Amy Senser won’t be watching when her attorney pleads her case before the Minnesota Court of Appeals on Wednesday, nearly a year to the day from the guilty verdicts in a hit-and-run case that began with a man’s death on a darkened freeway ramp and resulted in a prison sentence.

Senser, 46, will remain within the walls of the Shakopee women’s correctional facility, nine months into a 41-month term for the death of Anousone Phanthavong in a case that continues to rivet Minnesotans as the three-judge panel prepares to hear oral arguments.

Attorney Eric Nelson, who defended Senser at trial, will bid to overturn her felony criminal vehicular homicide convictions. His key points: a lack of evidence that she knew she struck a person when she hit Phanthavong and left the scene that night, and alleged legal mistakes and abuses of discretion by the judge during her April 2012 trial in Hennepin County. Those include suppressing evidence that Phanthavong had cocaine in his system when he was killed and failure to disclose a note delivered with the jury’s verdicts that indicated potential confusion among jurors during their deliberations.

Lee Barry, the appellate attorney for the Hennepin County attorney’s office, will counter that the physical and circumstantial evidence against the wife of former Minnesota Vikings player Joe Senser is beyond ample to prove she knew she struck Phanthavong, 38, a chef at True Thai restaurant, as he was putting gas in his stalled car on the I-94 exit ramp at Riverside Avenue before she left the scene on Aug. 23, 2011.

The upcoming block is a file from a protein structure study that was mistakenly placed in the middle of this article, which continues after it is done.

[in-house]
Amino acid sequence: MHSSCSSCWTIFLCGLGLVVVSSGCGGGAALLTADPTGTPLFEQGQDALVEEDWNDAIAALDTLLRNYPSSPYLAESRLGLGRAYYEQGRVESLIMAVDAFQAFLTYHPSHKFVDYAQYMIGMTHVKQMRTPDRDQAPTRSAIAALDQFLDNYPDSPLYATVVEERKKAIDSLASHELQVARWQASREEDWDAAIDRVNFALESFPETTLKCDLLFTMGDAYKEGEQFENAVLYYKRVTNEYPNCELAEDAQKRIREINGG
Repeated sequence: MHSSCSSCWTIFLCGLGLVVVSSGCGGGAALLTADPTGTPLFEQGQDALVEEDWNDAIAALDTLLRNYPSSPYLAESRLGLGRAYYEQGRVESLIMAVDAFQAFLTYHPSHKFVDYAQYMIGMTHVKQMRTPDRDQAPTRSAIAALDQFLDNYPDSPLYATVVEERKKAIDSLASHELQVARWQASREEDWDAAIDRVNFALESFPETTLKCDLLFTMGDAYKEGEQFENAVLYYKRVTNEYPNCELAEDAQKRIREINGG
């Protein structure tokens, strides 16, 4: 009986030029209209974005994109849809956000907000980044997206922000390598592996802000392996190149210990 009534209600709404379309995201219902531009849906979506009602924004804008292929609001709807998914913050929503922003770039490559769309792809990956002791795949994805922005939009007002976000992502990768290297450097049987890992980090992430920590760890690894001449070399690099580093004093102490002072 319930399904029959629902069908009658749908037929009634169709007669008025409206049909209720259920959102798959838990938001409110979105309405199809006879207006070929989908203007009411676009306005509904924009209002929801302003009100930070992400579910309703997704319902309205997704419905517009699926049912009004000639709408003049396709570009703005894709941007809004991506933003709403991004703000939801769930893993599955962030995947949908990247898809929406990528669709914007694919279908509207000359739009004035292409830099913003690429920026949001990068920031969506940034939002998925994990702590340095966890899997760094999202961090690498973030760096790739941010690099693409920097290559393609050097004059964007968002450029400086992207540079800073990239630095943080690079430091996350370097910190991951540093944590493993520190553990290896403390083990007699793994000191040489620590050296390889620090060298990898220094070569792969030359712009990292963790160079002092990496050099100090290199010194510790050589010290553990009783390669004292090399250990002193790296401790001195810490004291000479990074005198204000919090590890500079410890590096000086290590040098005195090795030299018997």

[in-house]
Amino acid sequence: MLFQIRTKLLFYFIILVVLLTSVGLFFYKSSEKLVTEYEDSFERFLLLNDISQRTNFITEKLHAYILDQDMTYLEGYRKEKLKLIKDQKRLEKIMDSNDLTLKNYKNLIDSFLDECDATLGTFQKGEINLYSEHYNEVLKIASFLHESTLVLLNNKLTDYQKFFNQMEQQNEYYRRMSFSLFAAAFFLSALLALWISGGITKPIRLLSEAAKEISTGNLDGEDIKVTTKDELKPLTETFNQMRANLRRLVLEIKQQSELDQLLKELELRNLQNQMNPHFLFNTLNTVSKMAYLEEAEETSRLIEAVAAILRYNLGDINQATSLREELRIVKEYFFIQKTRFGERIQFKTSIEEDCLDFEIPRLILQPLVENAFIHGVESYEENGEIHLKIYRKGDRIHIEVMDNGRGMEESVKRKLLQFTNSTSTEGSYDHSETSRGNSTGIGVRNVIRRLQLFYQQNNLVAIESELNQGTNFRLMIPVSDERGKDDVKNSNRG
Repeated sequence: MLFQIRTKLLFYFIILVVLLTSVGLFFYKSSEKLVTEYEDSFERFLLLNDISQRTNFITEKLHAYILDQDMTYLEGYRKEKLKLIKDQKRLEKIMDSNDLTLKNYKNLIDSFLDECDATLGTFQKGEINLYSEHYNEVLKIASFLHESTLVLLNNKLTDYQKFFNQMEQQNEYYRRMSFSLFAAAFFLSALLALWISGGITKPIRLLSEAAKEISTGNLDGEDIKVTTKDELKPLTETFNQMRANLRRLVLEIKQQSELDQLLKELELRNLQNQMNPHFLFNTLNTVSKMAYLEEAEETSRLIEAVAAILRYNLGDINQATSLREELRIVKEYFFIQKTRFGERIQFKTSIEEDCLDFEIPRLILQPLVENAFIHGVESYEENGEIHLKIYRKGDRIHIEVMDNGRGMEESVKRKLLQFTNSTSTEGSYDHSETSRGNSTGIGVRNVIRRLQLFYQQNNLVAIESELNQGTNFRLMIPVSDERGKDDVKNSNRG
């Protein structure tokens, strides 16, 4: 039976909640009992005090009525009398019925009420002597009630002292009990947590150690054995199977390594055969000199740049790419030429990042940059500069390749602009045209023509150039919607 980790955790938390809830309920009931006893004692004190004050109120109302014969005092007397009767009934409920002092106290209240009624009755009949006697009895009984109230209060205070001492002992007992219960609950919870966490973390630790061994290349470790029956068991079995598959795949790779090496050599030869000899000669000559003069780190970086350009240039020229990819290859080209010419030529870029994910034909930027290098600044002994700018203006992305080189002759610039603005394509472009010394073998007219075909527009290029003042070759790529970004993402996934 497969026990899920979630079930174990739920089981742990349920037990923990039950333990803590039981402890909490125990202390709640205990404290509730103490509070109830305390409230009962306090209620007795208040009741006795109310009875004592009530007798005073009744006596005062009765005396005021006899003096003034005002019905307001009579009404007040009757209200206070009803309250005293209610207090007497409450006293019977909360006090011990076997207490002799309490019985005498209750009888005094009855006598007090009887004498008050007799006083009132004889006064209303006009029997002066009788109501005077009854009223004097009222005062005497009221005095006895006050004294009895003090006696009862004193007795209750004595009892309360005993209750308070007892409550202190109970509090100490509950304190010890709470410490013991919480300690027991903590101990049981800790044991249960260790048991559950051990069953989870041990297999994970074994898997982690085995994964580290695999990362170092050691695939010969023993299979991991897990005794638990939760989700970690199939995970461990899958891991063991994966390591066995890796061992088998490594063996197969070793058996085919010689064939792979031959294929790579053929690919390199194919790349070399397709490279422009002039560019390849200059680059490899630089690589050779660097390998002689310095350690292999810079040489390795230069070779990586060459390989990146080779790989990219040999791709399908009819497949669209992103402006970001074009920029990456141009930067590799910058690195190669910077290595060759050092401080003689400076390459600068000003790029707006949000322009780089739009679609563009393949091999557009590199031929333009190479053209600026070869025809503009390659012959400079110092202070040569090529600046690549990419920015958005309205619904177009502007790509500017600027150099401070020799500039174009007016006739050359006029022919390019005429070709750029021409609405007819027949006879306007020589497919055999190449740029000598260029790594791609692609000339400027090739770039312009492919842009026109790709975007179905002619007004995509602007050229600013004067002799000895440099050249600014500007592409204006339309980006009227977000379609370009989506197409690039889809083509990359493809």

Nelson directed authorities to the Mercedes-Benz sport-utility vehicle involved in the crash the next day, but Senser did not come forward as the driver until more than a week later, under pressure from her stepdaughter Brittani Senser, who was facing speculation that she was the driver of the vehicle that night. Phanthavong’s family settled a wrongful-death lawsuit with the Sensers before the trial began.

The panel of presiding Judge Kevin Ross and judges Margaret Chutich and Michael Kirk has 90 days to issue a written opinion in which they could uphold the convictions, reverse them or send the case back to Hennepin County. Nelson declined to discuss the appeal, as did the Hennepin County attorney’s office. Amy Senser declined an interview. She is scheduled for supervised release in October 2014.

Department of Corrections spokesman John Schadl said he can’t discuss Senser’s activities in prison, but confirmed that she has no disciplinary record. Senser, the mother of two teenage daughters and two adult stepdaughters, had Phanthavong’s name tattooed on her wrist before she was sent to prison and apologized to his family at her sentencing. But in denying a motion for a reduced sentence and later bid for her release pending the appeal, Judge Daniel Mabley accused Senser of repeatedly avoiding responsibility for Phanthavong’s death. In a sharply worded order last September, he also called the appeal “frivolous” and unlikely to succeed.

Reversal: ‘pretty tough to do’